Diction Chapter XX Diction: o “Devil Cease; and do not poison the air with these sounds of malice”. o “Slave, I before reasoned with you, but you have proved yourself unworthy of my condescension”. o “The wretch saw me destroy the creature on whose future existence he depended for happiness”.
Chapter XXI After confronting Victor, the townspeople take him to Mr.Kirwin, the town magistrate. Victor hears witnesses testifyagainst him, claiming that they found the body of a manalong the beach the previous night and that, just beforefinding the body, they saw a boat in the water thatresembled Victor’s. Mr. Kirwin decides to bring Victor tolook at the body to see what effect it has on him, for hissurprise he sees Cleveral. Becuase of the shock Victorremains ill for two months, and he stays in prision. One dayhis father come to visit him and he tellls him that his familyand friends are fine. With out having circumstantialevidence, the court, declares Victor innocent of Henry’smurder.
Chapter XXI Importance: In this chapter the monster takes revenge of Victor, killing his friend Cleveral. It’s the consequence of destroying the companion of the deamon.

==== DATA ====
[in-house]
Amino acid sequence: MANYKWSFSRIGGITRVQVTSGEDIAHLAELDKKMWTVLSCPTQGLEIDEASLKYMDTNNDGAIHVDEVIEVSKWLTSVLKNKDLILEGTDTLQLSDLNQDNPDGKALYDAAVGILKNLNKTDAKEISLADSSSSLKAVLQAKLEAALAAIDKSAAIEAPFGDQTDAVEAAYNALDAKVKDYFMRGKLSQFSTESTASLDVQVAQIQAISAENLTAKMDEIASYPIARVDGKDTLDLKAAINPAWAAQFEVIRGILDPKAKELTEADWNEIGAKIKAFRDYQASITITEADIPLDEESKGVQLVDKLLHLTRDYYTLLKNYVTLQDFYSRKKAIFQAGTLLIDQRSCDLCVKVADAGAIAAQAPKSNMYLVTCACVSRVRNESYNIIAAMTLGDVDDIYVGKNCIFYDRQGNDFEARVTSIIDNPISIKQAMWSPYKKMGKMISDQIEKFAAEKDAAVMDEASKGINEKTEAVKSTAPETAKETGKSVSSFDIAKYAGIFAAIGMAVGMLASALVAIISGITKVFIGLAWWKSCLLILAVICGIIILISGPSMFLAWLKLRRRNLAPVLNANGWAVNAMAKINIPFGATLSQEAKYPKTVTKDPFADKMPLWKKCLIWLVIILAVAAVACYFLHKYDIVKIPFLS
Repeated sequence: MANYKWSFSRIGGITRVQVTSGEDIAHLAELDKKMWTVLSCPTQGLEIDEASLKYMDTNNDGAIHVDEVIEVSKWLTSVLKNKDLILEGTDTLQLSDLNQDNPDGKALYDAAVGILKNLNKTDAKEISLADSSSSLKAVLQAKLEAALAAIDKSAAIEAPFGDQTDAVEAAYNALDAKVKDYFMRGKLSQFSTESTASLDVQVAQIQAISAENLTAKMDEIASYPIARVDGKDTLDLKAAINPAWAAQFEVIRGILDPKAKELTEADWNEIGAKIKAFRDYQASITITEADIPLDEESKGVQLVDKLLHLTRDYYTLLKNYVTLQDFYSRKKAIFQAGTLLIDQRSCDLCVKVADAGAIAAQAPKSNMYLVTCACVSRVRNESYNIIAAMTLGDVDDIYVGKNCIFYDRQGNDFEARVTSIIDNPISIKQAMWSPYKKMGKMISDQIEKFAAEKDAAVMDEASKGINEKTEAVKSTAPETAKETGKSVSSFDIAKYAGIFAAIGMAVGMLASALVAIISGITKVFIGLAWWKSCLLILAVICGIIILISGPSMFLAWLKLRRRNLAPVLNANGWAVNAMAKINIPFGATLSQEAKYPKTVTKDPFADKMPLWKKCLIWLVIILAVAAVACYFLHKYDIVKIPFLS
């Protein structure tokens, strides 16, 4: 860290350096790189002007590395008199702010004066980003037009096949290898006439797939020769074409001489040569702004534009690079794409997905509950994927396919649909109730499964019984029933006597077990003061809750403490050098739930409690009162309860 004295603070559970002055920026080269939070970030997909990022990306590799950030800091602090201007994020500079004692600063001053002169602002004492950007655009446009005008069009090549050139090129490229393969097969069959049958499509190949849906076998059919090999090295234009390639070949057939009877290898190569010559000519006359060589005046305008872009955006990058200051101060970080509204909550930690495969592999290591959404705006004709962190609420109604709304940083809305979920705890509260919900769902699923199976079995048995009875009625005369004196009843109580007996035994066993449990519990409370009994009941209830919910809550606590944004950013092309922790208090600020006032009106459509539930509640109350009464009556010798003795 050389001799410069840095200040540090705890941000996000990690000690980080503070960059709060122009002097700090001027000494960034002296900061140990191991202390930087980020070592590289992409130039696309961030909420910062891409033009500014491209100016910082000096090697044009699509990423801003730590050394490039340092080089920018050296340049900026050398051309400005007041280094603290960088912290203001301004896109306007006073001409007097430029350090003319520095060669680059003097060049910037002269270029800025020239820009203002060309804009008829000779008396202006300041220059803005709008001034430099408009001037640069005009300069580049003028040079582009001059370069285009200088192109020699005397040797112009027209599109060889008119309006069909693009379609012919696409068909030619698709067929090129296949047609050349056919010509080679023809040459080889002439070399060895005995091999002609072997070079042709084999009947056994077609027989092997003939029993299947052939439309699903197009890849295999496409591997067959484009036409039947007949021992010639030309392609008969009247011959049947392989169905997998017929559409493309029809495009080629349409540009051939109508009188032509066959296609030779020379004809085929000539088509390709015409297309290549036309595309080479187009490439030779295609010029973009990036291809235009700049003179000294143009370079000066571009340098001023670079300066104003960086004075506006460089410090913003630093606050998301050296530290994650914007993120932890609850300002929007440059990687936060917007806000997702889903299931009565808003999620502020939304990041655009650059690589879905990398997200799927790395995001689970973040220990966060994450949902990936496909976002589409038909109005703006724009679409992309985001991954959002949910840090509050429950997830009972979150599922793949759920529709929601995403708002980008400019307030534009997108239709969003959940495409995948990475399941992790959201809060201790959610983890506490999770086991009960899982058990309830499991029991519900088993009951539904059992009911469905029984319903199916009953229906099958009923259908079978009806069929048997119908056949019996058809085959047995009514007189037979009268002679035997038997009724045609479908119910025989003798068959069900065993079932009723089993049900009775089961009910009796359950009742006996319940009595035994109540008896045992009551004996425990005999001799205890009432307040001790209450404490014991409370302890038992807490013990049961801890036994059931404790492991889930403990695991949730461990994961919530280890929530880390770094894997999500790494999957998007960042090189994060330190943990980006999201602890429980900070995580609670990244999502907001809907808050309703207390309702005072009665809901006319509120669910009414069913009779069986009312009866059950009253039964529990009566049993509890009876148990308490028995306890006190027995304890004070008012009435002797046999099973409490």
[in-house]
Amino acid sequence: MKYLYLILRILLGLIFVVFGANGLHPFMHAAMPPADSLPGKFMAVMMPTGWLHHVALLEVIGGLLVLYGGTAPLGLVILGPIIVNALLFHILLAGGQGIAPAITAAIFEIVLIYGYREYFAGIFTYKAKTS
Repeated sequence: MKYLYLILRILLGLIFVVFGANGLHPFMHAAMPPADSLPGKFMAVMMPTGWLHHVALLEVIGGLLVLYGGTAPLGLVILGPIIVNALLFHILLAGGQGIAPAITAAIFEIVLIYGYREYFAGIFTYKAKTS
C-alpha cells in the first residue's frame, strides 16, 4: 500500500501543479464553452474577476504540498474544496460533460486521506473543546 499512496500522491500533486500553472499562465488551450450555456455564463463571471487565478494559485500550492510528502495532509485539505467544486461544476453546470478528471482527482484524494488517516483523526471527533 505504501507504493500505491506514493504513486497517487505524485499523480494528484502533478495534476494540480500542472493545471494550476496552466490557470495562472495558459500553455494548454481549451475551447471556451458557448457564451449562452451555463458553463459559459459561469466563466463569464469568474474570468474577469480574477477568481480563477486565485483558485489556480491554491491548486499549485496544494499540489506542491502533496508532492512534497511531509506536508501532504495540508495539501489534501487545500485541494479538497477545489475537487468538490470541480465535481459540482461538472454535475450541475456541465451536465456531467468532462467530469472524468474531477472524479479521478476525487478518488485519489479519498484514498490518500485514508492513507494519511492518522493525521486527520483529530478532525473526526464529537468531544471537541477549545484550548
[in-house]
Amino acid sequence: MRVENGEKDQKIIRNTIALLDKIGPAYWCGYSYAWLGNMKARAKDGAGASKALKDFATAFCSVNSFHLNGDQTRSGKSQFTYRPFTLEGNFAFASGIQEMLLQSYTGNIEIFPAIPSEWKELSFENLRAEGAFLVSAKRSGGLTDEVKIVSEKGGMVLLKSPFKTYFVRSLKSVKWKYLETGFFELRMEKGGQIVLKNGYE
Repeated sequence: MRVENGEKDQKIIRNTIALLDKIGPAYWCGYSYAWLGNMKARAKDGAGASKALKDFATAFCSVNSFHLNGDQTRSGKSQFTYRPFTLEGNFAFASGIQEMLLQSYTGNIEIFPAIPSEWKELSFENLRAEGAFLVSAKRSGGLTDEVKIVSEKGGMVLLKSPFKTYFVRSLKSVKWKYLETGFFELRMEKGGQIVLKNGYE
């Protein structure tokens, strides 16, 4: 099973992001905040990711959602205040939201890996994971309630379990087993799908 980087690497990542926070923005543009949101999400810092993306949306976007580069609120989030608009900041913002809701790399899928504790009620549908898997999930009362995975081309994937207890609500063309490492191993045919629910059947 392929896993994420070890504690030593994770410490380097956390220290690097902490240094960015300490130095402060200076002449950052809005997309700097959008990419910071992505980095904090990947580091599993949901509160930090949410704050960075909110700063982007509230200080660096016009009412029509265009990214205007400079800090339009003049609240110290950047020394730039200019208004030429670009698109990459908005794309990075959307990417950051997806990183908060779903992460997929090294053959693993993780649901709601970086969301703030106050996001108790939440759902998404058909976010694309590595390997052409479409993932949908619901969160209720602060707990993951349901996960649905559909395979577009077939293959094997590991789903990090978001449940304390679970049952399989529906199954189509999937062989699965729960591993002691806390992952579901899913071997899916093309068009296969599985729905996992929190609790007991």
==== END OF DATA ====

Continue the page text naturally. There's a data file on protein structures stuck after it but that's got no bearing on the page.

Imagery on Chapter XXI Imagery: “…the presence of the magistrate and witnesses, passed like a dream from my memory when I saw the lifeless form of Henry Cleveral”. “The lines of her face were hard and rude, like that of persons accustomed to see without sympathizing in sights of misery”. “… and the voice struck me as one that I had heard during my sufferings”.
Diction on Chapter XXI Diction: “… my limbs trembled, and a mist came over my eyes, wich obliged me to lean on a chair for support”. “… observed me with a keen eye”. “I was overcome by gloom and misery and often reflected I had better seek death than desire to remain in a world which to me was replete with wretchedness”.
Conclusion Mary Shelly’s Frankenstein is one of the most popular books in the world, written in 1818, it’s the inspiration for contemporary authors. It’s easy to understand and it’s just wonderful how the author catches our attention and how, by using the correct words, she can affect you as she want.